Home » London Theatre Reviews » Ghostlight: The Unknown Soldier – Above The Stag Theatre | Review

Ghostlight: The Unknown Soldier – Above The Stag Theatre | Review

Meticulously researched, Ghostlight: The Unknown Soldier packs in more content in one hour than some shows do in two-and-a-half. A lot of information is disseminated in a single act, and while it never feels like a quick-fire business presentation, a lot of past events are recounted by the title (unnamed) character (Harvey Ebbage), and not enough are dramatized. This leaves the supporting cast, wonderful as they are, somewhat underused.

Ghostlight: The Unknown SoldierThe show would therefore work better in one of several ways. One would be to ruthlessly strip away all other on-stage characters and develop the show as a monologue. Given that Aren (Bunama McCreery-Nije) already appears by pre-recorded video – seamlessly integrated into the live stage action, by the way – having the occasional additional voice can still be retained. Another would be to slow down the narrative, which proceeds at a borderline breakneck pace, even if this significantly adds to the running time. The soldier’s mother (Marie-Anna Caufor) is not heard from often enough, and I get the feeling there must be more to the character than being a devoutly religious woman with cult-like adherence to whatever her minister preaches.

Another option would be to retain the one-act format, but to set aside some of the detail. The story is largely set in Camden County, Georgia, with the soldier eventually finding himself in London on active duty for the Allies during the Second World War. I’m not sure whether the links to the modern era are strictly necessary, given the breadth and depth of the historic narrative. Various details about the Dominion Theatre on Tottenham Court Road (home to The Prince of Egypt at the time of writing) are supplied at the start of the show, all of which could be done away with, without any negative impact on the poignancy of the soldier’s life story and his experiences.

The soldier had some personal characteristics that counted against him – being black and gay in World War Two and the decades before it meant, to put it lightly, he had to be extra careful. The sort of challenges faced by him haven’t entirely gone away in this day and age, which is something of a damning indictment on how far contemporary society still has to go, though audiences are savvy enough to make the connections for themselves without a twenty-first-century backdrop. The soldier attempting to make sense of the coronavirus is mildly amusing (he wonders if there is nobody around because the Second Coming of the Messiah has occurred, for instance) but ultimately detracts from the more serious messages elsewhere in the play. And who really needs reminding that theatres were dark for so long?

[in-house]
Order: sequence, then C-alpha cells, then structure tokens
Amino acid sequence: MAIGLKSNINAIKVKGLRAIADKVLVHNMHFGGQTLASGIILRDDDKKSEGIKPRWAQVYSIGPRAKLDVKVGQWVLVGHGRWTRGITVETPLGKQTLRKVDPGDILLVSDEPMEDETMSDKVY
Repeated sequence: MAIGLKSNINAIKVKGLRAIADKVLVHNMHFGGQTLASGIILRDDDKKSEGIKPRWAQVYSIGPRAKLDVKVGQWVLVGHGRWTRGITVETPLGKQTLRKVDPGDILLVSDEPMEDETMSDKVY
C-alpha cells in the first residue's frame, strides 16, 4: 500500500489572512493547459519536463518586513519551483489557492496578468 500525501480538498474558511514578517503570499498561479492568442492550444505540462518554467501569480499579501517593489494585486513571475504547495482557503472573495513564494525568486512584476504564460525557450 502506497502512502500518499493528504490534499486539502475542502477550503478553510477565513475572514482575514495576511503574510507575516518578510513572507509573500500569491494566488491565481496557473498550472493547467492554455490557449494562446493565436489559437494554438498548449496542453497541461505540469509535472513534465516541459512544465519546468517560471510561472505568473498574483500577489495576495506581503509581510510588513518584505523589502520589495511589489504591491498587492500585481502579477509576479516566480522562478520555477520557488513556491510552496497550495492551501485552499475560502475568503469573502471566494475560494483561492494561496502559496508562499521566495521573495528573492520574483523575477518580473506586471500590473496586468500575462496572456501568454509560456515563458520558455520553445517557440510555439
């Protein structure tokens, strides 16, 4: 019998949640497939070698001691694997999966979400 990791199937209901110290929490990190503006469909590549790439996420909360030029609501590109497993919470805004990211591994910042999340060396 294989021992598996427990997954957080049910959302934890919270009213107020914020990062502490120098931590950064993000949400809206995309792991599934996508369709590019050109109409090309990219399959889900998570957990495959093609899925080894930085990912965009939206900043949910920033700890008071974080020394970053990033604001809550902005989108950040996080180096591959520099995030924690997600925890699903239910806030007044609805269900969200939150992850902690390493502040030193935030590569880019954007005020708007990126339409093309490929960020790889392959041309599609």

The use of still images and video technology helps to provide some context to various scenes. Although rather clunky at present, with a greater balance between exposition and dramatization, the show has a lot of potential to become something that both fascinates and entertains.

3 Star Review

Review by Chris Omaweng

Ghostlight: The Unknown Soldier is the first of a trio of one-act plays set in iconic London theatres. It’s a tale of forbidden romance, love and loss set against the backdrop of war.

We start during the initial part of the COVID-19 pandemic when all theatres were shut down. Our character inhabits a specific theatre space and gets a chance to tell us his story while trying to work out what has happened in the world and why his wonderful theatre is dark. We follow our black hero on his journey from racially segregated rural Georgia, to the West End of London meeting others important to him along the way. We see how his freedoms amidst times of terrible tragedy let him meet the man, who is the love of more than a lifetime.

The titular character is played by Harvey Ebbage, a recent graduate of The Urdang Academy. Harvey is an incredible talent who is destined for great things. His co-star Lewis Asquith is a seasoned theatre actor known for his parts in Joseph and Soho Cinders. This debut play is written and directed by Tamzin Cook, Co-directed by Sean Erwood and produced by Monsteers Artistry.

Written /directed by Tamzin Cook
Codirector – Sean Erwood
Produced by Kyra Jessica Willis, Monsteers Artistry Ltd
Stage Manager – Adeane Hardy
Unknown Soldier – Harvey Ebbage
Travers- Lewis Asquith
Aren – Bunama McCreery-Njie
Momma / Miss Adelaide – Marie-Anna Caufor
Above The Stag Theatre
2 September 2021, 21:00
4 and 5 September 2021, 15:30


Scroll to Top